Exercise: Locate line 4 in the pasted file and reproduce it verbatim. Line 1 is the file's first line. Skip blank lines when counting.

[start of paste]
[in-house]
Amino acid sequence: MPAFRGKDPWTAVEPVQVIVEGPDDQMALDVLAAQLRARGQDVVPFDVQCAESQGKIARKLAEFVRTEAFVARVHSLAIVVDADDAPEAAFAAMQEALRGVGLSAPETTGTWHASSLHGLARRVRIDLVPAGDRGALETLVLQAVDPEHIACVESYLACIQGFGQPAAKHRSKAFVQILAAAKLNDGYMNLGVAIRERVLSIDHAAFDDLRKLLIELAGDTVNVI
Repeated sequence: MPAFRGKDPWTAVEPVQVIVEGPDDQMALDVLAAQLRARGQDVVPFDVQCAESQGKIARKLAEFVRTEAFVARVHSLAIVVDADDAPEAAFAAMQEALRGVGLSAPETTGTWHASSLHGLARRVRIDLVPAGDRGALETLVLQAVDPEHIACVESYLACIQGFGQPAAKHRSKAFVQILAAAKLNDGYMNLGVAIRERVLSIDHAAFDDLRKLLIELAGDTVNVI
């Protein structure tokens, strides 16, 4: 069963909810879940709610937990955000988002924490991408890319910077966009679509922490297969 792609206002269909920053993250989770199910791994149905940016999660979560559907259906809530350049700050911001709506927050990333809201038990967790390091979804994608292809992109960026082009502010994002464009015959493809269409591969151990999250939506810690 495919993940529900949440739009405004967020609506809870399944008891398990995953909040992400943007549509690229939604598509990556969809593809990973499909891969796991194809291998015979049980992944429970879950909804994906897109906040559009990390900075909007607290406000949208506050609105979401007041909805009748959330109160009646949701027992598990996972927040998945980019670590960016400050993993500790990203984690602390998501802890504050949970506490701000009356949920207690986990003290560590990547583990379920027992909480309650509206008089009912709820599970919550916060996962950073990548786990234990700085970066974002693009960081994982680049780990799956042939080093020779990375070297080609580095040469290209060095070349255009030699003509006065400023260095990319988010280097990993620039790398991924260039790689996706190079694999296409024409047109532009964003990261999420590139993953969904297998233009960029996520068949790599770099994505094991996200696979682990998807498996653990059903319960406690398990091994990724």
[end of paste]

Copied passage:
């Protein structure tokens, strides 16, 4: 069963909810879940709610937990955000988002924490991408890319910077966009679509922490297969 792609206002269909920053993250989770199910791994149905940016999660979560559907259906809530350049700050911001709506927050990333809201038990967790390091979804994608292809992109960026082009502010994002464009015959493809269409591969151990999250939506810690 495919993940529900949440739009405004967020609506809870399944008891398990995953909040992400943007549509690229939604598509990556969809593809990973499909891969796991194809291998015979049980992944429970879950909804994906897109906040559009990390900075909007607290406000949208506050609105979401007041909805009748959330109160009646949701027992598990996972927040998945980019670590960016400050993993500790990203984690602390998501802890504050949970506490701000009356949920207690986990003290560590990547583990379920027992909480309650509206008089009912709820599970919550916060996962950073990548786990234990700085970066974002693009960081994982680049780990799956042939080093020779990375070297080609580095040469290209060095070349255009030699003509006065400023260095990319988010280097990993620039790398991924260039790689996706190079694999296409024409047109532009964003990261999420590139993953969904297998233009960029996520068949790599770099994505094991996200696979682990998807498996653990059903319960406690398990091994990724």